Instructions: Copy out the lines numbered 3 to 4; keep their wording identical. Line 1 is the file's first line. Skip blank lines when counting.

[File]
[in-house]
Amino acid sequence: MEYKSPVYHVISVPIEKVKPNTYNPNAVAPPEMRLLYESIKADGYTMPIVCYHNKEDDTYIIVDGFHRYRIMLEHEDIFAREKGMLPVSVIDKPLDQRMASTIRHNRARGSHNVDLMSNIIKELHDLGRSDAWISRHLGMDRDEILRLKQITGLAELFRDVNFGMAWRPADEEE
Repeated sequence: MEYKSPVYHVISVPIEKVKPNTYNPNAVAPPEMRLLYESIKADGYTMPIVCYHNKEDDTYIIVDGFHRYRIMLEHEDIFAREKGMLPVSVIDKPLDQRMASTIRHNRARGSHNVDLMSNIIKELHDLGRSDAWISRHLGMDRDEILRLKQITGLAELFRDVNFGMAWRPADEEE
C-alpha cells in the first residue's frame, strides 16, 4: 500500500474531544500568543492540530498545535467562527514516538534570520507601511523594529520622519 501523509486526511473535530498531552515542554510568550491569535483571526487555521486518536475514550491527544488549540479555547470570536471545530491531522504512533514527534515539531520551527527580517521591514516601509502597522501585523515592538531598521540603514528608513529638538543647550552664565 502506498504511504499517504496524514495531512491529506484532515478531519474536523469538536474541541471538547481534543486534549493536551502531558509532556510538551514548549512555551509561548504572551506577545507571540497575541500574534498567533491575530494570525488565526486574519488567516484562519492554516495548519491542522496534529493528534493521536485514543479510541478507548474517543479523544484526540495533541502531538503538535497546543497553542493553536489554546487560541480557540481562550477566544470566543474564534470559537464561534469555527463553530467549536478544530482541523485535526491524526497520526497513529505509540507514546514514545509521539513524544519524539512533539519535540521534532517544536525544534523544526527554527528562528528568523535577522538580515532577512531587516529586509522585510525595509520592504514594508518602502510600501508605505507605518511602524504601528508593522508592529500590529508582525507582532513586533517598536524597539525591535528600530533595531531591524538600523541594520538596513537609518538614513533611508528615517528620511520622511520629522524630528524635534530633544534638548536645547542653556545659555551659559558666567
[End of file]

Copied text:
Repeated sequence: MEYKSPVYHVISVPIEKVKPNTYNPNAVAPPEMRLLYESIKADGYTMPIVCYHNKEDDTYIIVDGFHRYRIMLEHEDIFAREKGMLPVSVIDKPLDQRMASTIRHNRARGSHNVDLMSNIIKELHDLGRSDAWISRHLGMDRDEILRLKQITGLAELFRDVNFGMAWRPADEEE
C-alpha cells in the first residue's frame, strides 16, 4: 500500500474531544500568543492540530498545535467562527514516538534570520507601511523594529520622519 501523509486526511473535530498531552515542554510568550491569535483571526487555521486518536475514550491527544488549540479555547470570536471545530491531522504512533514527534515539531520551527527580517521591514516601509502597522501585523515592538531598521540603514528608513529638538543647550552664565 502506498504511504499517504496524514495531512491529506484532515478531519474536523469538536474541541471538547481534543486534549493536551502531558509532556510538551514548549512555551509561548504572551506577545507571540497575541500574534498567533491575530494570525488565526486574519488567516484562519492554516495548519491542522496534529493528534493521536485514543479510541478507548474517543479523544484526540495533541502531538503538535497546543497553542493553536489554546487560541480557540481562550477566544470566543474564534470559537464561534469555527463553530467549536478544530482541523485535526491524526497520526497513529505509540507514546514514545509521539513524544519524539512533539519535540521534532517544536525544534523544526527554527528562528528568523535577522538580515532577512531587516529586509522585510525595509520592504514594508518602502510600501508605505507605518511602524504601528508593522508592529500590529508582525507582532513586533517598536524597539525591535528600530533595531531591524538600523541594520538596513537609518538614513533611508528615517528620511520622511520629522524630528524635534530633544534638548536645547542653556545659555551659559558666567